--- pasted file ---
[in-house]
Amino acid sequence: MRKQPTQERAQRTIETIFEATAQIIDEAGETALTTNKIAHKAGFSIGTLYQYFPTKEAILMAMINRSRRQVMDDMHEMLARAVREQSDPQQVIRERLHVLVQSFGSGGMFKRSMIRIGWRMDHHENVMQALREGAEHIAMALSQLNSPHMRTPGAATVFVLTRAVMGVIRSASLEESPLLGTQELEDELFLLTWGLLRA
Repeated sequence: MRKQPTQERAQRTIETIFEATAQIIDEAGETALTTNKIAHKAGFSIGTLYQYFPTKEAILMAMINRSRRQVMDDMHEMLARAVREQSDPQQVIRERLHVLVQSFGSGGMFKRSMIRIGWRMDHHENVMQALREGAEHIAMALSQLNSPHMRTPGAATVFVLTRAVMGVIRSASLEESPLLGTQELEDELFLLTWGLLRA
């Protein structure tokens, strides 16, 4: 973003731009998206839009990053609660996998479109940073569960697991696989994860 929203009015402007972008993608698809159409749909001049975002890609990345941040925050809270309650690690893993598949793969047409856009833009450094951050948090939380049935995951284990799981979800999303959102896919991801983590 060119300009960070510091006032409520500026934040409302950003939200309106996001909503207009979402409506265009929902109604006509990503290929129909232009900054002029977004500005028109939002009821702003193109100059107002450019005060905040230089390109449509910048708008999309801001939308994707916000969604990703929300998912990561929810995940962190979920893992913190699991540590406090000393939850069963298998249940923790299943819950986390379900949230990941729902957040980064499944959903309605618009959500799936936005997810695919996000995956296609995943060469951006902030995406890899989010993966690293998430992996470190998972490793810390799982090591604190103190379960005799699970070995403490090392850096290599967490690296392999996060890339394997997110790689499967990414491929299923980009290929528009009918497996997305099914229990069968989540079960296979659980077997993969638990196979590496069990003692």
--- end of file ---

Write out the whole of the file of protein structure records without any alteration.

[in-house]
Amino acid sequence: MRKQPTQERAQRTIETIFEATAQIIDEAGETALTTNKIAHKAGFSIGTLYQYFPTKEAILMAMINRSRRQVMDDMHEMLARAVREQSDPQQVIRERLHVLVQSFGSGGMFKRSMIRIGWRMDHHENVMQALREGAEHIAMALSQLNSPHMRTPGAATVFVLTRAVMGVIRSASLEESPLLGTQELEDELFLLTWGLLRA
Repeated sequence: MRKQPTQERAQRTIETIFEATAQIIDEAGETALTTNKIAHKAGFSIGTLYQYFPTKEAILMAMINRSRRQVMDDMHEMLARAVREQSDPQQVIRERLHVLVQSFGSGGMFKRSMIRIGWRMDHHENVMQALREGAEHIAMALSQLNSPHMRTPGAATVFVLTRAVMGVIRSASLEESPLLGTQELEDELFLLTWGLLRA
């Protein structure tokens, strides 16, 4: 973003731009998206839009990053609660996998479109940073569960697991696989994860 929203009015402007972008993608698809159409749909001049975002890609990345941040925050809270309650690690893993598949793969047409856009833009450094951050948090939380049935995951284990799981979800999303959102896919991801983590 060119300009960070510091006032409520500026934040409302950003939200309106996001909503207009979402409506265009929902109604006509990503290929129909232009900054002029977004500005028109939002009821702003193109100059107002450019005060905040230089390109449509910048708008999309801001939308994707916000969604990703929300998912990561929810995940962190979920893992913190699991540590406090000393939850069963298998249940923790299943819950986390379900949230990941729902957040980064499944959903309605618009959500799936936005997810695919996000995956296609995943060469951006902030995406890899989010993966690293998430992996470190998972490793810390799982090591604190103190379960005799699970070995403490090392850096290599967490690296392999996060890339394997997110790689499967990414491929299923980009290929528009009918497996997305099914229990069968989540079960296979659980077997993969638990196979590496069990003692």